R&D trends and history

29 Jul 1993

Senate activity on the collider will pick-up next week with an
August 4 hearing on the project before Senator J. Bennett
Johnston's (D-Louisiana) Energy and Natural Resources Committee.
Johnston, a firm SSC supporter, will no doubt use this hearing to
build support for the collider.  Look for a Senate floor vote on
SSC funding after Congress returns on September 8.

23 Jul 1993

"It is my opinion that academic earmarking has proliferated to the
extent that the pork has turned rotten."
                   - House science committee chairman George Brown

15 Jul 1993

The twenty-five members of the National Science Board comprise the
policy-making body of the National Science Foundation.  As
explained by its chairman, James J. Duderstadt, in congressional
testimony earlier this year, "The National Science Board is
responsible for articulating positions on matters of national
science policy as well as providing guidance in the ongoing
development of science policy as it is expressed through the
various programs at the National Science Foundation."

2 Jul 1993

Six days after the House voted to kill it, the Superconducting
Super Collider experienced another bad day on Capitol Hill.  In a
June 30 hearing, the project's management was examined by House
energy committee chairman, John Dingell (D-Michigan), who is renown
for ferreting out fraud and abuse in science projects.  Dingell
(who voted against the SSC last week) announced that "the SSC ranks
among the worst projects we have seen in terms of contract
mismanagement. . . rivaling Stanford University in their lavish

7 May 1993

"I am deadly serious," warned Senator J. Bennett Johnston
(D-Louisiana) about his intention to halt the DOE fusion program if
the White House does not indicate its full support of the
International Thermonuclear Experimental Reactor (ITER).  Johnston,
chairman of the appropriations subcommittee handling the Department
of Energy's budget, and chairman of the Senate Committee on Energy
and Natural Resources authorizing DOE's programs, is in a position
to make good his intention.

21 Apr 1993

The fiscal year 1994 NASA budget request is $15,265.0 million, an
increase of 6.5% over the current fiscal year (see FYI #55.)  A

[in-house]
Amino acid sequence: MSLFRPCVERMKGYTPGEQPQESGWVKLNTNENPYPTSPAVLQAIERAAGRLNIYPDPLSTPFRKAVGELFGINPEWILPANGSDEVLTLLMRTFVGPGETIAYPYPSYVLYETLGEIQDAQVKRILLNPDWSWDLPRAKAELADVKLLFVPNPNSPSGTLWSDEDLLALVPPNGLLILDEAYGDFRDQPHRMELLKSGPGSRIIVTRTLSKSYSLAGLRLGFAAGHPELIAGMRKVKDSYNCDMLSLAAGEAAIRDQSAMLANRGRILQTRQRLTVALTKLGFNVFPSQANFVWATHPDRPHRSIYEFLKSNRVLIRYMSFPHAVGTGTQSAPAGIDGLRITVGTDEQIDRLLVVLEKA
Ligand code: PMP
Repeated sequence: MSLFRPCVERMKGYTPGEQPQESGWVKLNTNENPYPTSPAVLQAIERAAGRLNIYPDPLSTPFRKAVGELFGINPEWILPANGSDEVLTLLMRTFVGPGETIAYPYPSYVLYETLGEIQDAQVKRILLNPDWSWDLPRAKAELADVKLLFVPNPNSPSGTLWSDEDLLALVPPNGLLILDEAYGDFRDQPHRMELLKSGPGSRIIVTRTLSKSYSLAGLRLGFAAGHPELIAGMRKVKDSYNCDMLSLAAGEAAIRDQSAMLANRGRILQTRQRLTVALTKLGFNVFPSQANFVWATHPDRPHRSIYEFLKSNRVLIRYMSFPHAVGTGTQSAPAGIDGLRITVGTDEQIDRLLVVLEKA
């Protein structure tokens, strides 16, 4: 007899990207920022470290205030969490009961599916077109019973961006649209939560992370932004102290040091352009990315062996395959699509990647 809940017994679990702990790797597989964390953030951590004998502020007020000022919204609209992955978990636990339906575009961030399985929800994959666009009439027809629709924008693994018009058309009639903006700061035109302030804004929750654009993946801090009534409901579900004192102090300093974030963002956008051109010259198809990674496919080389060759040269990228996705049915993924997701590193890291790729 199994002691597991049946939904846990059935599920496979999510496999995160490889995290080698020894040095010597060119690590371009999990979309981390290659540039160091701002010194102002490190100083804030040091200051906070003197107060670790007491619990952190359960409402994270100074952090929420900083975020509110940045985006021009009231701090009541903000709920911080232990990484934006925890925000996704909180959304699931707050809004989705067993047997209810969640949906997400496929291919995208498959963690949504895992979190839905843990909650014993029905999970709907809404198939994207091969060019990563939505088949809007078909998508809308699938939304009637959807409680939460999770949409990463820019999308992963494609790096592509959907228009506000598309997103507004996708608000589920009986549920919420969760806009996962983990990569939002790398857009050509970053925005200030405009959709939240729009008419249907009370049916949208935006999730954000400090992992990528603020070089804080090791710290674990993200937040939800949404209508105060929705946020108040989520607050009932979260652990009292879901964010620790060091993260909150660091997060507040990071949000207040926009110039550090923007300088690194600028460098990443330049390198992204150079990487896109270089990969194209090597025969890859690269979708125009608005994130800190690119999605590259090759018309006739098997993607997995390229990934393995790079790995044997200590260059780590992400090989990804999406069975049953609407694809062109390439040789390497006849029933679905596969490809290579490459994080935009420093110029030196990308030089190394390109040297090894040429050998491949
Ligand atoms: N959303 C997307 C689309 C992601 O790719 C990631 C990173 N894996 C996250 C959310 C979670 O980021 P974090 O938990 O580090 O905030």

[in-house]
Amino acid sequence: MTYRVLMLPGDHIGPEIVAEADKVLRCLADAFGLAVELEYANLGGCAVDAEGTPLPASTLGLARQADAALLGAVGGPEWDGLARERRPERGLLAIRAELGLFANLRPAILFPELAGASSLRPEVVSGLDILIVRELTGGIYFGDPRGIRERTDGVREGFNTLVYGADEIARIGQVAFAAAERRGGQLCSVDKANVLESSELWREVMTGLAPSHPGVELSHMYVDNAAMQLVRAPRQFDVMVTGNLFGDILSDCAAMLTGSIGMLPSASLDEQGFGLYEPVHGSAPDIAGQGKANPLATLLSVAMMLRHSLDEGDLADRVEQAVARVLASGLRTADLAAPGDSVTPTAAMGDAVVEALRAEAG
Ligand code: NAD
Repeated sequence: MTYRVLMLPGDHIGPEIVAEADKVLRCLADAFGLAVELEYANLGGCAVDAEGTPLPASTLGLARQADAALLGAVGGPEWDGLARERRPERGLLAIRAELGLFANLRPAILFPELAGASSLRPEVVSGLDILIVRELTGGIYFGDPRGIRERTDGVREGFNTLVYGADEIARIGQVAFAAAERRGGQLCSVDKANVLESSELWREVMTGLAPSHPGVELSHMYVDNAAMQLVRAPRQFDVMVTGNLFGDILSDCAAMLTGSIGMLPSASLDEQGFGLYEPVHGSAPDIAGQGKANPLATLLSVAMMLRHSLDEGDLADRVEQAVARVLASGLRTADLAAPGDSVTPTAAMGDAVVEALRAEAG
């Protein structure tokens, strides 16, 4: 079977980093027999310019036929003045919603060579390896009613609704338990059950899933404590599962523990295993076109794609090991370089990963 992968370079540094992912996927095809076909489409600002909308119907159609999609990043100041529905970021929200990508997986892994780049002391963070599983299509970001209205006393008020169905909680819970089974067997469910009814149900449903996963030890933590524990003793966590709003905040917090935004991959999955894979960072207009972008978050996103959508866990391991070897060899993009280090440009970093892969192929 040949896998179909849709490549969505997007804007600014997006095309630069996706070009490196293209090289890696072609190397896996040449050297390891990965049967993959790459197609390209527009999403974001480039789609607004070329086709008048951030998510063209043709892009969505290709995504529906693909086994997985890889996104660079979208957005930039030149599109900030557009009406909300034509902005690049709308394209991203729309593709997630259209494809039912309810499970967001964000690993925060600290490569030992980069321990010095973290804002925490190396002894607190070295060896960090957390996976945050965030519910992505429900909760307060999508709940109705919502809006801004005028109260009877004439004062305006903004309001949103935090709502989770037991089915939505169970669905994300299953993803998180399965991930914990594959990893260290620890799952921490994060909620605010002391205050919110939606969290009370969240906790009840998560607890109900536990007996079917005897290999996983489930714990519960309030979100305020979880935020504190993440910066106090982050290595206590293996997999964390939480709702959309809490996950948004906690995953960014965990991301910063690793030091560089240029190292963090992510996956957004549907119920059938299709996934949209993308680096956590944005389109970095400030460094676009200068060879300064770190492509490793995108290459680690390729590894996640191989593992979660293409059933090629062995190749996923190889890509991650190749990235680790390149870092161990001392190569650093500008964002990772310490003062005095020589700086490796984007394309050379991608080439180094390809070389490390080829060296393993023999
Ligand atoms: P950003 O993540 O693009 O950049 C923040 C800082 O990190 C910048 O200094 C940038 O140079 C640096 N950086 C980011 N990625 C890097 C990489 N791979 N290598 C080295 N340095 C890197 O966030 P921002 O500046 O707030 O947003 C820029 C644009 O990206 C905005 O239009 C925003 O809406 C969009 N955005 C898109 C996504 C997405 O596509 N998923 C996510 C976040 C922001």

major component of the NASA budget is Research & Development, under
which are the following programs of interest to the physics and
astronomy community:


PHYSICS AND ASTRONOMY funding would decrease from the 1993 Current
Estimate (1993/CE) or budget of $1,103.9 million to $1,074.7
million.  Under this category are the following selected programs:

29 Jan 1993

JOHN H. GIBBONS CONFIRMED BY SENATE:  By voice vote yesterday
afternoon, the U.S. Senate confirmed Gibbons to be Director of the
Office of Science and Technology Policy.  He will also be President
Clinton's science and technology adviser.  One of Gibbons' first
duties will be staffing his office, and it is unknown how Clinton's
goal of reducing White House staff will affect the OSTP structure.
(For further information on the Gibbons' nomination, see FYIs #5,

18 Nov 1994

In response to a request by the House science committee, the
Congressional Research Service (CRS) analyzed 30 federally-funded
scientific mega-projects begun within the past 15 years.  The
40-page report, entitled "Big Science and Technology Projects:
Analysis of 30 Selected U.S. Government Projects," and released on
August 24, examines 16 DOE, 11 NASA, and 3 NSF projects, some
on-going, some completed, and some cancelled.  It looks at their
cost and schedule histories, their record of authorizations (if

20 Oct 1994

"I urge you to think of this time as an opportunity for dramatic
change."      --Rep. George Brown

At a colloquium for university deans on September 23, sponsored by
the American Association for the Advancement of Science (AAAS),
Rep. George Brown (D-California), aired his views on how
universities will have to change to meet the post-Cold War era.
Below are selected quotations from his speech.  (If paragraphs have
been combined, breaks are designated by //.)

13 Oct 1994

Yesterday's announcement that the Nobel Prize in physics will be
awarded to Clifford G. Shull and Bertram N. Brockhouse for their
pioneering research on neutron scattering will likely be cited in
future deliberations over the proposal by the Department of Energy
to construct the Advanced Neutron Source (ANS).  At present, the
outlook for the project is guarded.


Subscribe to R&D trends and history